At around noon local time, reports emerged of a major pipeline leak inside the Kinneil Gas plant in Grangemouth. The facility is owned by a company called Ineos, which has pioneered the use of so-called “dragon ships” to carry gas liquids like ethane and butane from Pennsylvania across the Atlantic Ocean to be used in plastics manufacturing.
Ineos is owned by anti-union billionaire Jim Ratcliffe, who calls these massive ships a “virtual pipeline.” His profiteering poses a threat to public safety in Pennsylvania by driving more fracking across a state already devastated by drilling. And it poses serious threats in Scotland too, as today’s incident makes clear.
Breaking news reports indicate that some nearby roads are closed, and students at schools in the area have been kept inside for safety.
While it is too early to determine the magnitude of today's leak, powerful players in the United States-- from the White House to the Energy Department to the office of Pennsylvania Governor Tom Wolf--are pushing policies that will result in more drilling to serve the plastics industry. If they get their way, there will be more such disasters to come.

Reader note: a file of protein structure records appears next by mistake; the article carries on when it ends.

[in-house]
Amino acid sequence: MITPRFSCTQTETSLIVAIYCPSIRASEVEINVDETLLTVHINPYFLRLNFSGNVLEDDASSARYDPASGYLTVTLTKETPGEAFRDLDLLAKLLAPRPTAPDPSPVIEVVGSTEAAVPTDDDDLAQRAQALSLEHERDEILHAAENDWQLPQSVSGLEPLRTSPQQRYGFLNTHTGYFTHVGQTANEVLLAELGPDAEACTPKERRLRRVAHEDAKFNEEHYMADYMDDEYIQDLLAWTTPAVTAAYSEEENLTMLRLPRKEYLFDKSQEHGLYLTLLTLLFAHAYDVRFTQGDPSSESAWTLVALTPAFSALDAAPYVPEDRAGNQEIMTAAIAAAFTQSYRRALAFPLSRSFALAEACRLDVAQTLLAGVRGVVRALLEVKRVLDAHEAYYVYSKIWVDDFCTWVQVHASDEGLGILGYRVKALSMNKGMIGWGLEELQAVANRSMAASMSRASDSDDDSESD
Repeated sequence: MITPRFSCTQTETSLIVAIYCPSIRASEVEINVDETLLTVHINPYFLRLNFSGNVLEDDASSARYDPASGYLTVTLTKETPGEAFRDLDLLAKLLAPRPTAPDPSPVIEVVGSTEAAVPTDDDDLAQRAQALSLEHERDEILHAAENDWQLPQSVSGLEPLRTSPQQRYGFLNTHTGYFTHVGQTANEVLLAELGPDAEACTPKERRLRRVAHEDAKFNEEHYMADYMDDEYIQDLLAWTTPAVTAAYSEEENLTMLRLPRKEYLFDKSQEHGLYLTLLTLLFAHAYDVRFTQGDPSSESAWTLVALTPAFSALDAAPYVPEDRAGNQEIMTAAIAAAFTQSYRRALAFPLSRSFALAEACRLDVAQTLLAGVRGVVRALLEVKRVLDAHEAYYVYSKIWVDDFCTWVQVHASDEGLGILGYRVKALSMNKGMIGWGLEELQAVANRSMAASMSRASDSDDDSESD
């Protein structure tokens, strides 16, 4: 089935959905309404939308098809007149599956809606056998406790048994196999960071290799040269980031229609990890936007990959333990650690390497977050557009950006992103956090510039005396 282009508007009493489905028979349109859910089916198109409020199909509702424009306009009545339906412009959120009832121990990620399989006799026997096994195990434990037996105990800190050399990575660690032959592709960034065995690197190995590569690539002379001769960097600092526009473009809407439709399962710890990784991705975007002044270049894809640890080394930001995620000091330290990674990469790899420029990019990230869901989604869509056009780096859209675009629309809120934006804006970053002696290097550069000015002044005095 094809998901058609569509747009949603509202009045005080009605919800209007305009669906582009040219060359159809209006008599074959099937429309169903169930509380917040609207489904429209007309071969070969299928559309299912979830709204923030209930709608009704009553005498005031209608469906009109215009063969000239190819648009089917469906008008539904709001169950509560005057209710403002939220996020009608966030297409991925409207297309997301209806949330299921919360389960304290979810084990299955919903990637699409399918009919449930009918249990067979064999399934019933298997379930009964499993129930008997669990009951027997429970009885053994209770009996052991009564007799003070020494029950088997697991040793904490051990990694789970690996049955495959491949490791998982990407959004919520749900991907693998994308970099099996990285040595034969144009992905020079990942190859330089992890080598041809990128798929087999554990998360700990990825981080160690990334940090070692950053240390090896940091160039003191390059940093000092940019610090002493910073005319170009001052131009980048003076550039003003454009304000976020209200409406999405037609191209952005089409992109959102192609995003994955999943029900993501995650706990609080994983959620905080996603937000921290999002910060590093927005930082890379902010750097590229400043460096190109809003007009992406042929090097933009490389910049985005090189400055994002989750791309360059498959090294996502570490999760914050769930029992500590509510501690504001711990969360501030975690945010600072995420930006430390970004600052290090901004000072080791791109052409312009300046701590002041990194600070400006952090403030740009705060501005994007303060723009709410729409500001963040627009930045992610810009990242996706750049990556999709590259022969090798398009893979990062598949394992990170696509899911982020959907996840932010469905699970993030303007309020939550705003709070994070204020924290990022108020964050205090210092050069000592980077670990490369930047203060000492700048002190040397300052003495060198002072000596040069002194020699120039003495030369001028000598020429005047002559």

It's more proof that the fight against dangerous drilling must be global. At the moment, on-the-ground activism in Pennsylvania is directed at stopping the 350-mile Mariner East 2 pipeline, which is tied to the liquids exporting business championed by Ineos. Elise and Ellen Gerhart are fighting to stop Sunoco from taking their property via eminent domain. And there are other grassroots coalitions, like the Middletown Coalition for Community Safety, driving local opposition to the project.